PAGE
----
The organisation must use a single type of document with each delivery of the certified products, i.e. invoice or delivery slip


Sale of Certified Products § 

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The document accompanying each delivery of certified products must include the following information: •  customer identification • 

supplier identification

• 

product identification

• 

quantity of delivery for each product

• 

date of delivery / delivery period / accounting period

• 

formal claim including certified percentage for each product

• 

the number of the supplier’s chain of custody certificate or other document confirming the supplier’s certified status


Controversial Sources § 

PEFC Chain if Custody requires avoiding raw material from controversial sources, defined as forest management which is: (a) not complying with local, national or international legislation, in particular related to the following areas: –  forestry operations and harvesting, including conversion of forest to other use –  management of areas with designated high environmental and cultural values, –  protected and endangered species, including requirements of CITES, –  health and labour issues relating to forest workers, –  indigenous peoples’ property, tenure and use rights, –  payment of taxes and royalties, (b) utilising genetically modified organisms, (c) converting forest to other vegetation type, including conversion of primary forests to forest plantations.

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Controversial Sources

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§ 

The organization must have a Due Diligence System (DDS) to avoid raw material from controversial sources

§ 

Three steps to implementing a DDS:

1. 

supplier’s self declaration that material supplied does not originate from a controversial source

2. 

risk assessment indicating either a “low” or “high” risk of material coming from a controversial source

3. 

management and verification program for material coming from sources that have been assessed as “high risk”


Management System Requirements

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§ 

The organisation must have a management system to ensure correct implementation and maintenance of the chain of custody

§ 

At a minimum the management system must: •  document the commitment to implement and maintain the chain of custody •  appoint a manager with overall responsibility and authority for the chain of custody •  establish documented procedures for all elements of chain of custody •  establish personnel responsibilities, authorities and competencies •  regularly review the chain of custody and its compliance •  conduct internal audits at least annually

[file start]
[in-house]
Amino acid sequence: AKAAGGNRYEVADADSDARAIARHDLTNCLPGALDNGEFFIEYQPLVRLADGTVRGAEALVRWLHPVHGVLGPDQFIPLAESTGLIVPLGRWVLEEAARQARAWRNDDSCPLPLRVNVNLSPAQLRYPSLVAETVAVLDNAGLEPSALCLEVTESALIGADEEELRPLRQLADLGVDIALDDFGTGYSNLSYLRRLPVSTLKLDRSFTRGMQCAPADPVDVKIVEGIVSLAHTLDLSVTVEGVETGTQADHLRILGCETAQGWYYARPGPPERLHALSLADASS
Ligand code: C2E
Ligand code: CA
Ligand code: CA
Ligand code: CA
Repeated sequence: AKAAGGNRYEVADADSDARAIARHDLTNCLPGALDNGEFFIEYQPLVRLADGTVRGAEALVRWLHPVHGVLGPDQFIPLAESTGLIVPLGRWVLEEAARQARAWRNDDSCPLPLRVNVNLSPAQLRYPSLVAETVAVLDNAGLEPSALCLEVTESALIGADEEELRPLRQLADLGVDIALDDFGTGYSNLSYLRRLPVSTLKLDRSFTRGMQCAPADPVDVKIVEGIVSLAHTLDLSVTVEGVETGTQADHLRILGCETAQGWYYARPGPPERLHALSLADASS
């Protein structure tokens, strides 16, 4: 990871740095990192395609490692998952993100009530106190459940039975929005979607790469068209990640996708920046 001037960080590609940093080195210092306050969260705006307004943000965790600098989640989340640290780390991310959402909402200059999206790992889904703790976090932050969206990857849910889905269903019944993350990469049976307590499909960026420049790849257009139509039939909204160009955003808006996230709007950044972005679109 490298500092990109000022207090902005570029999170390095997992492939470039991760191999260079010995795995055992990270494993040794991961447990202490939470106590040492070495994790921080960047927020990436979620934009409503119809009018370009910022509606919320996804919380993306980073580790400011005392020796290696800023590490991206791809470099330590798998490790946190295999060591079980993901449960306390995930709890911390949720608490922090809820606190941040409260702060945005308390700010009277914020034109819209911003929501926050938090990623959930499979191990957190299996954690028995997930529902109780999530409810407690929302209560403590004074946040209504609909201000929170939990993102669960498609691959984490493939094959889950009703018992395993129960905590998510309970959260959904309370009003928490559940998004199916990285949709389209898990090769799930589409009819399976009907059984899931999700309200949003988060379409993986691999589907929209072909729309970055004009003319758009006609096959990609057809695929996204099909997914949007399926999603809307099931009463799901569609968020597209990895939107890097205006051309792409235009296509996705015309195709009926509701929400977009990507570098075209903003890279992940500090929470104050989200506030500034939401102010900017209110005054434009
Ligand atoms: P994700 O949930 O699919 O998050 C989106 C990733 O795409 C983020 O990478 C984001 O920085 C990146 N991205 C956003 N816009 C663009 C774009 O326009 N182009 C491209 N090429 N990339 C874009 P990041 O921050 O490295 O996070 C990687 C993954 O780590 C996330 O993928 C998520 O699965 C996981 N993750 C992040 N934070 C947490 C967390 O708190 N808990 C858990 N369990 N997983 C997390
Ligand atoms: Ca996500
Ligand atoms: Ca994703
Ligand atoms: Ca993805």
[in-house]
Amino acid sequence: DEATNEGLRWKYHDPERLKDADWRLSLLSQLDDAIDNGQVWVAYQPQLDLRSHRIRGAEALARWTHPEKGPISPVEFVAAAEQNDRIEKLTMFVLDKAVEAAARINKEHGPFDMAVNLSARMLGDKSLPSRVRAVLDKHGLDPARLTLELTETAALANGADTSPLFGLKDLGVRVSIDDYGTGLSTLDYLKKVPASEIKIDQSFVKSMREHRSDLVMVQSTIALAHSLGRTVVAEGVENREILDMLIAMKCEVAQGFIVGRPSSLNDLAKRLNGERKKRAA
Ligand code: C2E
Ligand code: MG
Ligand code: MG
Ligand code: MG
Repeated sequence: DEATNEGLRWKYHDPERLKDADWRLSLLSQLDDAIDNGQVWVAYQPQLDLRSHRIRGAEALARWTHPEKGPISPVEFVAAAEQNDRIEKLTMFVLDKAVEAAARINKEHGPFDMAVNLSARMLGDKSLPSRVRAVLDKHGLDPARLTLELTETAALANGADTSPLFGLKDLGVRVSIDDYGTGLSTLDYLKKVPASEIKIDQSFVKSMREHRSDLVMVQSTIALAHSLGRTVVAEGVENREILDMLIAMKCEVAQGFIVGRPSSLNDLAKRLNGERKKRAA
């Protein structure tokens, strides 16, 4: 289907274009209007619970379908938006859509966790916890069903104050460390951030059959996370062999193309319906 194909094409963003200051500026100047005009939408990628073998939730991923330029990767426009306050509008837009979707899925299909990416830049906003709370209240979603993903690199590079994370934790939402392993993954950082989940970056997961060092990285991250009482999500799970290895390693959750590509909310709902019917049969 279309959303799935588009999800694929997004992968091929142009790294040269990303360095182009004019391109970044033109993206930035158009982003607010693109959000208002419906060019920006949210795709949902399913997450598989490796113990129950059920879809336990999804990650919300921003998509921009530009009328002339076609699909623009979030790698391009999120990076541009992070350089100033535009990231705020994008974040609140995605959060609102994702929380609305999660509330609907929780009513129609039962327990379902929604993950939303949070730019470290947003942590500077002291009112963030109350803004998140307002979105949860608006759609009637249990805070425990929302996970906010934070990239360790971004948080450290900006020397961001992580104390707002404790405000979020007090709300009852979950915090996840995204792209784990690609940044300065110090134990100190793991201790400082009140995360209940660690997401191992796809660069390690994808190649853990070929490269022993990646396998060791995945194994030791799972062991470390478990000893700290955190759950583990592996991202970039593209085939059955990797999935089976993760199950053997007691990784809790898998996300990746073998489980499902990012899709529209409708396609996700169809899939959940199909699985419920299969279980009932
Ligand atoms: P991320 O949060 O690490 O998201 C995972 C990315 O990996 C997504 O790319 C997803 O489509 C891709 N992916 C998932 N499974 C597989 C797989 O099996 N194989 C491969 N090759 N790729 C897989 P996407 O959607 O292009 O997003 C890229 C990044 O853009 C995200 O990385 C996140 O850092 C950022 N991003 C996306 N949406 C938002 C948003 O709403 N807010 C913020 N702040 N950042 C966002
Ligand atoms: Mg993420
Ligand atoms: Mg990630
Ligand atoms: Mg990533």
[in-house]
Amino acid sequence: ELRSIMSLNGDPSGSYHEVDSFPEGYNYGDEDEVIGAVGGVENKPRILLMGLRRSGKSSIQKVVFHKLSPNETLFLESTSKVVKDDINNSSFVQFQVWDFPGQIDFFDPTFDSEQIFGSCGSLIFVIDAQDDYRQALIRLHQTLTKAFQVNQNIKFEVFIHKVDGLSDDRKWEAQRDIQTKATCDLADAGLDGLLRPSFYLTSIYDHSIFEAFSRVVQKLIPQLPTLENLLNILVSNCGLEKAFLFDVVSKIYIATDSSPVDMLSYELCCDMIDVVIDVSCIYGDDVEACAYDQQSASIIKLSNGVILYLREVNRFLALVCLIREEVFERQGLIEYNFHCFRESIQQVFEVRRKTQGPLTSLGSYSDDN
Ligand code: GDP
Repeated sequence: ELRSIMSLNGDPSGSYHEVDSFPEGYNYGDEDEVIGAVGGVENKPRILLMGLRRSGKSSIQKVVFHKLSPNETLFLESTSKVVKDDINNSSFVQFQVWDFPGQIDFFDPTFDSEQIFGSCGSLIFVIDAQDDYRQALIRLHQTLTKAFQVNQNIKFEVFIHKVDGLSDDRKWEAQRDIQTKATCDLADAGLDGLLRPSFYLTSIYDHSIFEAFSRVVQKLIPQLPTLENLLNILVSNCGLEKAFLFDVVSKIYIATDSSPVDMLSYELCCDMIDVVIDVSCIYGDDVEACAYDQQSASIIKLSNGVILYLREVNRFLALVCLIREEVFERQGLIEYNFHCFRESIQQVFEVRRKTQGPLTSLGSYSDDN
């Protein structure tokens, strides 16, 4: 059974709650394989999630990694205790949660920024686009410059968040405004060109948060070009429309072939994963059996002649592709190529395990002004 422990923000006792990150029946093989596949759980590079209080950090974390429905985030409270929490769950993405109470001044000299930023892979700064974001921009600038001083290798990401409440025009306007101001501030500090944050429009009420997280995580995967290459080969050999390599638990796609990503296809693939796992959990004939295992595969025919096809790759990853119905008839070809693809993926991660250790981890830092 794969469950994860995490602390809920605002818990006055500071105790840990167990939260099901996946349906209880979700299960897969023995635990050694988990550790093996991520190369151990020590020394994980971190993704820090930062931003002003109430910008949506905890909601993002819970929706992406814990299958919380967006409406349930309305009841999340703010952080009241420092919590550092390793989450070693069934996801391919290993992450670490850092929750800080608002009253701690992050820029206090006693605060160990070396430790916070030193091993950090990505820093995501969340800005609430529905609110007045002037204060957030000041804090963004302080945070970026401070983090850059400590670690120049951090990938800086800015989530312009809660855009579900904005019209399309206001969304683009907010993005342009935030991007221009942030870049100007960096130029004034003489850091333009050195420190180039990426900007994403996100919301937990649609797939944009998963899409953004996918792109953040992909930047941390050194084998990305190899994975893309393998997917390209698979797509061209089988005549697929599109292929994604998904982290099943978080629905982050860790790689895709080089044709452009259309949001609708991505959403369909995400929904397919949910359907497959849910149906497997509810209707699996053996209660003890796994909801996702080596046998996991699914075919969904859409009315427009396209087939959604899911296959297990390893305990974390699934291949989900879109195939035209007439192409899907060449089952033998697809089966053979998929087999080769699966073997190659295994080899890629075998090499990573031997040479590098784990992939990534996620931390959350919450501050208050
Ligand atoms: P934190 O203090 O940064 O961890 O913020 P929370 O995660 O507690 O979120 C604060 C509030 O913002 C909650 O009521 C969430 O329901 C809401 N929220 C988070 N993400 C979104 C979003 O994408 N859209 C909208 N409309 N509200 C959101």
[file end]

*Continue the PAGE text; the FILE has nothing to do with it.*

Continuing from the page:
Complaints

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§ 

The organisation must establish procedures for dealing with chain of custody related complaints from suppliers, customers and other

§ 

Upon receipt of the complaint, the organisation must: •  acknowledge the complaint to the complainant •  gather and verify all necessary information to evaluate and validate the complaint and make decision on the complaint •  formally communicate the decision on the complaint and of the complaint handling process to the complainant •  ensure that any appropriate corrective and preventive actions are taken


Subcontracting § 

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Where subcontractors are used in the manufacture of certified products the subcontracted activities must be covered by the organisation’s chain of custody with the following considerations: • 

applies to work within or outside the organisation’s site

• 

material received by the subcontractor must be physically separated from other material and returned after the subcontracted work is completed, or,

• 

the organisation with the chain of custody remains responsible for the sale or transfer of the product to the customer

• 

organisation shall take full responsibility for the all the subcontracted activities

• 

subcontractor activities must be covered by the internal audit


Multisite Organization Chain of Custody

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§ 

Chain of Custody can be implemented within a network of sites: •  either multi-sites within a single organization/company, or, •  a group of small independent companies

§